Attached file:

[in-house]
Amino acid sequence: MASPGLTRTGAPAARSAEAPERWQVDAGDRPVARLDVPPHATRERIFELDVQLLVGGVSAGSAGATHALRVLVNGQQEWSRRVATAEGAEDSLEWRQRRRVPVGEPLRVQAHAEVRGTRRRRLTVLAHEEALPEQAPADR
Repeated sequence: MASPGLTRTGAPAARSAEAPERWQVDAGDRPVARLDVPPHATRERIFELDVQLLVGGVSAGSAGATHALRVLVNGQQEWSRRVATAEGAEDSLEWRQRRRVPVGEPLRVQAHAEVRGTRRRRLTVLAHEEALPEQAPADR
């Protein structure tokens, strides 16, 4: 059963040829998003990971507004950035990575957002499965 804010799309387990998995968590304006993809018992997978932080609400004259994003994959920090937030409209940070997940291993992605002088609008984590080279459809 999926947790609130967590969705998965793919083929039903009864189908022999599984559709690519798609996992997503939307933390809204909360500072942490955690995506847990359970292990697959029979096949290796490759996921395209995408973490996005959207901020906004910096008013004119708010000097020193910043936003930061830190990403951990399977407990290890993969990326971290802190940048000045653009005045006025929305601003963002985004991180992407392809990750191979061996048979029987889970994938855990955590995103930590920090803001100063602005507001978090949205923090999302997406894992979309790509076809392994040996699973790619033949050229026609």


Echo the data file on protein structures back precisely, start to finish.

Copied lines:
[in-house]
Amino acid sequence: MASPGLTRTGAPAARSAEAPERWQVDAGDRPVARLDVPPHATRERIFELDVQLLVGGVSAGSAGATHALRVLVNGQQEWSRRVATAEGAEDSLEWRQRRRVPVGEPLRVQAHAEVRGTRRRRLTVLAHEEALPEQAPADR
Repeated sequence: MASPGLTRTGAPAARSAEAPERWQVDAGDRPVARLDVPPHATRERIFELDVQLLVGGVSAGSAGATHALRVLVNGQQEWSRRVATAEGAEDSLEWRQRRRVPVGEPLRVQAHAEVRGTRRRRLTVLAHEEALPEQAPADR
């Protein structure tokens, strides 16, 4: 059963040829998003990971507004950035990575957002499965 804010799309387990998995968590304006993809018992997978932080609400004259994003994959920090937030409209940070997940291993992605002088609008984590080279459809 999926947790609130967590969705998965793919083929039903009864189908022999599984559709690519798609996992997503939307933390809204909360500072942490955690995506847990359970292990697959029979096949290796490759996921395209995408973490996005959207901020906004910096008013004119708010000097020193910043936003930061830190990403951990399977407990290890993969990326971290802190940048000045653009005045006025929305601003963002985004991180992407392809990750191979061996048979029987889970994938855990955590995103930590920090803001100063602005507001978090949205923090999302997406894992979309790509076809392994040996699973790619033949050229026609």